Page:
How I Lost and Found My Scientific Creativity

In my new job, I tried to heed this epiphany. I made a point to think and write a little bit at home each morning, in a room overlooking the large river that runs through town.

Jeffrey McDonnell in Science: As a Ph.D. student, I spent many days and nights standing on a steep forested slope in the rain, measuring how water drops move into the soil. I loved the outdoors, and it was more like play than work. Many nights, I would dream about my research. I was endlessly curious about what I saw in the field and thrilled when I could connect it to what I read. My ideas seemed to flow like the stream I was trying to understand. But when I became a professor, I was inundated with responsibilities and my creative stream slowed to a trickle. It took me decades to figure out how to revive it.

When I started my first faculty position, I no longer had the freedom to focus solely on research or think deeply about any given topic. I was consumed by pressing demands—staying one class ahead in my teaching, completing reviews for journals, the constant drum beat of proposal writing. As my lab grew, I became more of a research manager than a researcher. I let grant opportunities guide decisions about what research to pursue. I was like a scientific dilettante—flitting from one project to the next.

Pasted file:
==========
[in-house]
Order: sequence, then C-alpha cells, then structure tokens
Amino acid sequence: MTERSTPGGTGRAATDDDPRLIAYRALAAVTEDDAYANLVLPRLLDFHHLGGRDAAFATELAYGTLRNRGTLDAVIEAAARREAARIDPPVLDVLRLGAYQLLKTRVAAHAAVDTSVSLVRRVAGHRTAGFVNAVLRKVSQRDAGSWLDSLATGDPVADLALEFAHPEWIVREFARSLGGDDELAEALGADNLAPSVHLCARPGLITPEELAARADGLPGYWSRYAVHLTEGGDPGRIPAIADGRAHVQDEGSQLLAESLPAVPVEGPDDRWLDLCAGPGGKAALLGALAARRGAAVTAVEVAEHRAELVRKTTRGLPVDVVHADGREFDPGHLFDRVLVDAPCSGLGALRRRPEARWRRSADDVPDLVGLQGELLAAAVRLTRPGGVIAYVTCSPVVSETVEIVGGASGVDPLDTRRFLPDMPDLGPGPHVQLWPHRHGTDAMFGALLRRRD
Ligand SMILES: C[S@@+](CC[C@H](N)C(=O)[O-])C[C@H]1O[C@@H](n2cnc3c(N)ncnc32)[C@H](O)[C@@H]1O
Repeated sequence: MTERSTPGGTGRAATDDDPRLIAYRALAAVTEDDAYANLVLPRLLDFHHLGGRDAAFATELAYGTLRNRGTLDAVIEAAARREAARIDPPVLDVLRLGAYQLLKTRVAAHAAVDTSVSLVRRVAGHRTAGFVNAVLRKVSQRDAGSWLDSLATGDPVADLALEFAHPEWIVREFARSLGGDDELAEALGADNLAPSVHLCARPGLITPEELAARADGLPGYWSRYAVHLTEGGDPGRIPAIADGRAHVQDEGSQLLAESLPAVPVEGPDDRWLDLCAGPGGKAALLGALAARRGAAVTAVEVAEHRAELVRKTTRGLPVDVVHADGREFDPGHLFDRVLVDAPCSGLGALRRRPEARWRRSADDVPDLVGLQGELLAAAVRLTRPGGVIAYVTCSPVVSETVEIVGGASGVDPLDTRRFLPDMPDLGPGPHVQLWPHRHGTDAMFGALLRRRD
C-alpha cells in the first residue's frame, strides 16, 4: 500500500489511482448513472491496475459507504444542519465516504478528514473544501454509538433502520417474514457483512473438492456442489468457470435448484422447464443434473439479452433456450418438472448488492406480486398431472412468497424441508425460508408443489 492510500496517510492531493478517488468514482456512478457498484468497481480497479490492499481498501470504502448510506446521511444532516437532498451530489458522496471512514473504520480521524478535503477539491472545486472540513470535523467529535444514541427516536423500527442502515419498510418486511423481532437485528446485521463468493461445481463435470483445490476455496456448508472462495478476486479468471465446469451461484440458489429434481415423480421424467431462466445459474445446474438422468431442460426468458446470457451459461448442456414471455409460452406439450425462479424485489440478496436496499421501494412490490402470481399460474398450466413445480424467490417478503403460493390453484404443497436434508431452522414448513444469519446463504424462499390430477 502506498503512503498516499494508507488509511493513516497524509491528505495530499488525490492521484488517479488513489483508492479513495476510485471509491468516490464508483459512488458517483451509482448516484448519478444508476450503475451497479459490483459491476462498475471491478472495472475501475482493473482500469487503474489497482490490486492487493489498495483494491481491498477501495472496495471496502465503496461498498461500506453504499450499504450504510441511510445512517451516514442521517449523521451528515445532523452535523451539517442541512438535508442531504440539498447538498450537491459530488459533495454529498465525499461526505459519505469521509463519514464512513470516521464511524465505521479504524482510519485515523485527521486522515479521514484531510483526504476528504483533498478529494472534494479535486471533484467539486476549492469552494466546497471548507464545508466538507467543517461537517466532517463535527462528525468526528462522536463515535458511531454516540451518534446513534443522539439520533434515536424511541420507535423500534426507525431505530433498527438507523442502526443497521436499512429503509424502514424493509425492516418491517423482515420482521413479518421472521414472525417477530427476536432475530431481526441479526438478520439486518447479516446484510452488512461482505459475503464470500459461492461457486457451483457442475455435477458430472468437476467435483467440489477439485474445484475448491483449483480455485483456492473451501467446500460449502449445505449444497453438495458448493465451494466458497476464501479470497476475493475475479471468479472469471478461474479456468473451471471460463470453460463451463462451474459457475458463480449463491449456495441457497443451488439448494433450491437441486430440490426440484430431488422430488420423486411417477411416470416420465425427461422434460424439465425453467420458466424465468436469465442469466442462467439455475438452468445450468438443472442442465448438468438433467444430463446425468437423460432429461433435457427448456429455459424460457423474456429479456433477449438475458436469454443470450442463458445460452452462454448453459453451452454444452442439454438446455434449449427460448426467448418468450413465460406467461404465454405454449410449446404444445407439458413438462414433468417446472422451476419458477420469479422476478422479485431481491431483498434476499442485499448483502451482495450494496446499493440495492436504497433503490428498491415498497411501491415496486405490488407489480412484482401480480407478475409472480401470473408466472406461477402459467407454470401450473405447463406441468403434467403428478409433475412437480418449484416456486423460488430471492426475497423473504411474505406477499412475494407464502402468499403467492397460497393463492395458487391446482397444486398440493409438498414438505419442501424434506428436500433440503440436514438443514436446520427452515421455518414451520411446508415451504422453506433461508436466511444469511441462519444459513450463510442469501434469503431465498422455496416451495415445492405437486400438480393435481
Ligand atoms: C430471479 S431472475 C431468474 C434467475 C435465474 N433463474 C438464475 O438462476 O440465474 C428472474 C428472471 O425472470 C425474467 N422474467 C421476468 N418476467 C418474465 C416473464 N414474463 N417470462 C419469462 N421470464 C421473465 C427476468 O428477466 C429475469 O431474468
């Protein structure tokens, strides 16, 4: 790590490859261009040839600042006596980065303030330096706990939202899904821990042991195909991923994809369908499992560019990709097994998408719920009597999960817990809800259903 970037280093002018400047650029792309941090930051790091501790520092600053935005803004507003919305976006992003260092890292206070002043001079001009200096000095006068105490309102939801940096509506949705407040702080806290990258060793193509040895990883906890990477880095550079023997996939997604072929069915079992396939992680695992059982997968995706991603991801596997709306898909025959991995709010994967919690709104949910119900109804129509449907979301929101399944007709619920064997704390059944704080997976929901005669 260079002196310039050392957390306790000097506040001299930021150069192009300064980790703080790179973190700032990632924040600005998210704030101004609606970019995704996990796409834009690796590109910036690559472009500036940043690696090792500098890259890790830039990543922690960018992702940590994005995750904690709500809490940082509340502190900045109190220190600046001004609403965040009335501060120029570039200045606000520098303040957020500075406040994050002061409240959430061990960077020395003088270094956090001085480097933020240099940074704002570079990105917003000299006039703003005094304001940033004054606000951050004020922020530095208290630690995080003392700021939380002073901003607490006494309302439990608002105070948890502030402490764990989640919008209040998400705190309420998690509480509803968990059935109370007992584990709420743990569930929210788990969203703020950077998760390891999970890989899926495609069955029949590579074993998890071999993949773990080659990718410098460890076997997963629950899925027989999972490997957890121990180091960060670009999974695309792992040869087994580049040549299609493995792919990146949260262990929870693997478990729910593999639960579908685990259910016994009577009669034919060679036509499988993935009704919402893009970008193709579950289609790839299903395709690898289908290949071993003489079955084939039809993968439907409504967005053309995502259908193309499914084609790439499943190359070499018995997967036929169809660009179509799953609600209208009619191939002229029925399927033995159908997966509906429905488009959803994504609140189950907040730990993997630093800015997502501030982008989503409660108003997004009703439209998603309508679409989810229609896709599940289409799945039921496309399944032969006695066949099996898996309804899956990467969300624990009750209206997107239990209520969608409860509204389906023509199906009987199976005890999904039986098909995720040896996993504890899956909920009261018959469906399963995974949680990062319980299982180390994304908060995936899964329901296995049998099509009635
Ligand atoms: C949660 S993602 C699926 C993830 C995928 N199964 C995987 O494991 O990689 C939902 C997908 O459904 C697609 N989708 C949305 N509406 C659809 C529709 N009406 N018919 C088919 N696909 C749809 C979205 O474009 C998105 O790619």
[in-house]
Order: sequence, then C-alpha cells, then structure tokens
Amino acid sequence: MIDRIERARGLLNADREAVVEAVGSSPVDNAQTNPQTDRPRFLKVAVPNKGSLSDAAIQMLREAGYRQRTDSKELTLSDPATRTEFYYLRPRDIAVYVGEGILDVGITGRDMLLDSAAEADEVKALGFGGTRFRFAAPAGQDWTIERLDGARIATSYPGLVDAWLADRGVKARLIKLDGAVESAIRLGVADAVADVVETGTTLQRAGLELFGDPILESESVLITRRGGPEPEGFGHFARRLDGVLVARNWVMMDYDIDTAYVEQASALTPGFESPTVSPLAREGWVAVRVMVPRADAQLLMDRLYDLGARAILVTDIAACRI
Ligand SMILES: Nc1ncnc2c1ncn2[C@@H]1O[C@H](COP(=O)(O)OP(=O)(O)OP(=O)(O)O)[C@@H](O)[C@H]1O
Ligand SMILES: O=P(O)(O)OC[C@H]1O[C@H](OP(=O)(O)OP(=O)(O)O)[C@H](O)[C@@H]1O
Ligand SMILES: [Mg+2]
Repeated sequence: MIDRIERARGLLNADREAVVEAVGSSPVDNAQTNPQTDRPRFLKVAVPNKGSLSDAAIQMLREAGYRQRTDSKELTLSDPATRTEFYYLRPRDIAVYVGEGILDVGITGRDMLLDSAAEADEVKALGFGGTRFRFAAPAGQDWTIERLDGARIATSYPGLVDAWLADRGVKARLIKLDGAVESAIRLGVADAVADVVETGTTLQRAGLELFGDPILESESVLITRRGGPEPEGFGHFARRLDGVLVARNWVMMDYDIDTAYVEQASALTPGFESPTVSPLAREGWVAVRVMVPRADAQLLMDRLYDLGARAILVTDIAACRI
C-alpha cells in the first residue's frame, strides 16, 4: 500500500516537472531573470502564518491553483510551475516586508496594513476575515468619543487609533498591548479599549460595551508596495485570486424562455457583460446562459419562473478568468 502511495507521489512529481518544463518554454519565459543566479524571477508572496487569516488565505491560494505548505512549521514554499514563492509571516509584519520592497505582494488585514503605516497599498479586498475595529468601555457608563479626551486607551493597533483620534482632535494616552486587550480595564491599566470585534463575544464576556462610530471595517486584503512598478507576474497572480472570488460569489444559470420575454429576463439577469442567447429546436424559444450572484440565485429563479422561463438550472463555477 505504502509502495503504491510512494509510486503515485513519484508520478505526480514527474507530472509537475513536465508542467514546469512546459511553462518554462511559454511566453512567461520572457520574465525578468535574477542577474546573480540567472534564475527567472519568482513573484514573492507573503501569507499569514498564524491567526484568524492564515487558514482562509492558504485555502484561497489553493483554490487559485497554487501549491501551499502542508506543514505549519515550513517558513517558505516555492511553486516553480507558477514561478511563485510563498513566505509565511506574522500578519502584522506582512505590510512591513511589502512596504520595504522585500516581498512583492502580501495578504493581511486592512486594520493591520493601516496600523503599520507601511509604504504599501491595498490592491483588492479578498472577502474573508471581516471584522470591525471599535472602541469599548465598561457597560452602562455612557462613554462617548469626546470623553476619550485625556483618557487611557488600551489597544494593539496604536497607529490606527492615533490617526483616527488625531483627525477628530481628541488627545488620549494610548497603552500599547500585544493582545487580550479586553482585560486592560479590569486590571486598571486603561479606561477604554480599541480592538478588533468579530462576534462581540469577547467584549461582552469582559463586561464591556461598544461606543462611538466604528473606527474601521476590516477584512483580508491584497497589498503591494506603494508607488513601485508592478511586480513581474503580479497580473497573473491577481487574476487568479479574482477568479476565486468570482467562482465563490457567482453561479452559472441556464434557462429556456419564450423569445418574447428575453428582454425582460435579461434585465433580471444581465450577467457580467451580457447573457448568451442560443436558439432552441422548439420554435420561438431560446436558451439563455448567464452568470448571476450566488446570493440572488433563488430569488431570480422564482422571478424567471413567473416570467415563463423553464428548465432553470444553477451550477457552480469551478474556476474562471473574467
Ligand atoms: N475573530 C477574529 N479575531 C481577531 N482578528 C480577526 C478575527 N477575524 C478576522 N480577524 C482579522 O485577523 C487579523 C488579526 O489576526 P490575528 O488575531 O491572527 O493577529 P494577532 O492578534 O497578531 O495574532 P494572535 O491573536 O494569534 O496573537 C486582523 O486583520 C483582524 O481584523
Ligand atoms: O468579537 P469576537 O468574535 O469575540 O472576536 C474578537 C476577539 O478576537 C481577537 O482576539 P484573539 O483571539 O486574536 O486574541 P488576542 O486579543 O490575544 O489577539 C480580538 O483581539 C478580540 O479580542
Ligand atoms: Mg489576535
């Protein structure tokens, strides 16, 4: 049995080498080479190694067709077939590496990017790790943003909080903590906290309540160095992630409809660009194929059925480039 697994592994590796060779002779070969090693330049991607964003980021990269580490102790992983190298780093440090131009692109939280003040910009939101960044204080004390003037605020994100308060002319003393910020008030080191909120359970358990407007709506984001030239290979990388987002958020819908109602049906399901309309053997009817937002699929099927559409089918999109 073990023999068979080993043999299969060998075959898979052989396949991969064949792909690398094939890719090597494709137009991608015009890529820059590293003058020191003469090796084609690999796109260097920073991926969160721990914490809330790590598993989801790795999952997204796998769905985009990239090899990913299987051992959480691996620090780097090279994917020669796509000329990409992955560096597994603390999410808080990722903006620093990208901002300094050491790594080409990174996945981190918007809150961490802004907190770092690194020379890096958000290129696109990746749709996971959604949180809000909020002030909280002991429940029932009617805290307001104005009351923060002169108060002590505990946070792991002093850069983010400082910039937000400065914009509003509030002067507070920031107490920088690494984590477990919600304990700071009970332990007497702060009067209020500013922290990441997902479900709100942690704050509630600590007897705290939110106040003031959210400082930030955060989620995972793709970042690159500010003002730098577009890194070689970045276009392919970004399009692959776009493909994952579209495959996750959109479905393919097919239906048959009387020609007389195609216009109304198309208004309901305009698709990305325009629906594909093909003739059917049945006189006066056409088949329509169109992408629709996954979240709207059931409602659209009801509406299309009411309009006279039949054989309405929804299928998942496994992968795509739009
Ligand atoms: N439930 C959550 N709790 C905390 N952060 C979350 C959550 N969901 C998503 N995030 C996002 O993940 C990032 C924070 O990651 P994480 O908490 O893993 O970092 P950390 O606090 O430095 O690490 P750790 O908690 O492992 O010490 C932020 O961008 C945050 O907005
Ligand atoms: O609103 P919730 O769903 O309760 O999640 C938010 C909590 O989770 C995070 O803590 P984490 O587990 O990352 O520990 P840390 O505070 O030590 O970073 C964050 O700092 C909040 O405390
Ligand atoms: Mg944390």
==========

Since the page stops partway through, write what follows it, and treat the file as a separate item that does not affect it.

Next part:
A decade later, I moved to a new university where I didn’t have to chase as much funding. I was able to return to the topic I studied for my Ph.D. research. I took on graduate students and postdocs who were interested in “my” questions. During meetings with them, I learned how to be a sounding board as they considered new ideas and new ways of looking at our science. I found that if I could exist in the moment with them— and not be distracted by my midcareer responsibilities—then I could play a part in their creative thought process.

Creativity crept back into my work life, but I hadn’t yet found a way to spur my own deep thinking. I was at best a creativity manager. Another decade passed before I learned how to get my own creative stream flowing again.

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